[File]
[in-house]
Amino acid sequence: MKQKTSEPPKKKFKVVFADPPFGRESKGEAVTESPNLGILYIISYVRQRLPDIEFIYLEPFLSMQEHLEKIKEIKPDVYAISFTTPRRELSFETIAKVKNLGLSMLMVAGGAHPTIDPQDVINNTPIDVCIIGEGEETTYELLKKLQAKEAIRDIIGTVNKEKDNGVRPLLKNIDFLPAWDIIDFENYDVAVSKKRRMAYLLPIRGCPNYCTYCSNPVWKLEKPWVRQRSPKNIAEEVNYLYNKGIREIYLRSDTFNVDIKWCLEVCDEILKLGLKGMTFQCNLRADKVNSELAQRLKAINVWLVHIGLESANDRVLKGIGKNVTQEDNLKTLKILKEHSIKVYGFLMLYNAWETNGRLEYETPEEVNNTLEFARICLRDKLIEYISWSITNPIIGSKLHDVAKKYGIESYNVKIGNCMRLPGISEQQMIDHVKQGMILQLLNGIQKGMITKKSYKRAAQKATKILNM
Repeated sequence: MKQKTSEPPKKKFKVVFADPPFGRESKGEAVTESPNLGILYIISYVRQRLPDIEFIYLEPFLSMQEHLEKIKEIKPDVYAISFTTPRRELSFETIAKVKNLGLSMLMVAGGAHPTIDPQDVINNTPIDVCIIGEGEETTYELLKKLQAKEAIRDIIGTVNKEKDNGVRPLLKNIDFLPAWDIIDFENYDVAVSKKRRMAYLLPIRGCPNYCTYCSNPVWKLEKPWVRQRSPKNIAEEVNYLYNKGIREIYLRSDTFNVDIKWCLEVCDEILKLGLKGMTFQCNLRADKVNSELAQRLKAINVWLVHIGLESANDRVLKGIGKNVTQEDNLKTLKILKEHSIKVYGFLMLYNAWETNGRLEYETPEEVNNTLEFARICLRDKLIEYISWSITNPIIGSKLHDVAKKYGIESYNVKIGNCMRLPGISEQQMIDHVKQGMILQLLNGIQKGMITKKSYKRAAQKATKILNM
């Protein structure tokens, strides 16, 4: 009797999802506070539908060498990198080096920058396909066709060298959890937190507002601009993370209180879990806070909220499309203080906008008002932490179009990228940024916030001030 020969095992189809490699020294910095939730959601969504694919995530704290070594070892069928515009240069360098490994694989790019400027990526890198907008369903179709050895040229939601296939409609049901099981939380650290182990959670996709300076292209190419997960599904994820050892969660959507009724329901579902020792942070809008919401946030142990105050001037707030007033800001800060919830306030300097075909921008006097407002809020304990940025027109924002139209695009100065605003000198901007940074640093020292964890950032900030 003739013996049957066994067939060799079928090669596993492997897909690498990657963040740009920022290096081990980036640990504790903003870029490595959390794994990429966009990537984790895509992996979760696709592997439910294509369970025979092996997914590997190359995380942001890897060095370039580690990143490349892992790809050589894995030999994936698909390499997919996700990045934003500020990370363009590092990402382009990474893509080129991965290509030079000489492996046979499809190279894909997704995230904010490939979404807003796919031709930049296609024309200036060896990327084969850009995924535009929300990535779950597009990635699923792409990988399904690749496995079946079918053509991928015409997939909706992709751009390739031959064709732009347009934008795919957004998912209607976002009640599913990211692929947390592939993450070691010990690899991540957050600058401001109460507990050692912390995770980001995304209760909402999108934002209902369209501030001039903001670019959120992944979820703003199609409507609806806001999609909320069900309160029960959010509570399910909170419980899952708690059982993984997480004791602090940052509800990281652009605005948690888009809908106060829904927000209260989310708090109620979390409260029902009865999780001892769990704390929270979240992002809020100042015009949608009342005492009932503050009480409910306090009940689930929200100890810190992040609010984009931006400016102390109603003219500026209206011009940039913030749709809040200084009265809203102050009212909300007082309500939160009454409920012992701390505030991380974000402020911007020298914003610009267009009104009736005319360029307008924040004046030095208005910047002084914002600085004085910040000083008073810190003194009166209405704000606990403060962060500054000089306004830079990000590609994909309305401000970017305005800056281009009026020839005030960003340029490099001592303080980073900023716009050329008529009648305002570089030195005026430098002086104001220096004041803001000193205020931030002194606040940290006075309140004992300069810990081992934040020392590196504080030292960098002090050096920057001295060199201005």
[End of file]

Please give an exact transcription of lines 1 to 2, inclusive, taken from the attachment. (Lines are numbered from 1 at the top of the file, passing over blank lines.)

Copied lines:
[in-house]
Amino acid sequence: MKQKTSEPPKKKFKVVFADPPFGRESKGEAVTESPNLGILYIISYVRQRLPDIEFIYLEPFLSMQEHLEKIKEIKPDVYAISFTTPRRELSFETIAKVKNLGLSMLMVAGGAHPTIDPQDVINNTPIDVCIIGEGEETTYELLKKLQAKEAIRDIIGTVNKEKDNGVRPLLKNIDFLPAWDIIDFENYDVAVSKKRRMAYLLPIRGCPNYCTYCSNPVWKLEKPWVRQRSPKNIAEEVNYLYNKGIREIYLRSDTFNVDIKWCLEVCDEILKLGLKGMTFQCNLRADKVNSELAQRLKAINVWLVHIGLESANDRVLKGIGKNVTQEDNLKTLKILKEHSIKVYGFLMLYNAWETNGRLEYETPEEVNNTLEFARICLRDKLIEYISWSITNPIIGSKLHDVAKKYGIESYNVKIGNCMRLPGISEQQMIDHVKQGMILQLLNGIQKGMITKKSYKRAAQKATKILNM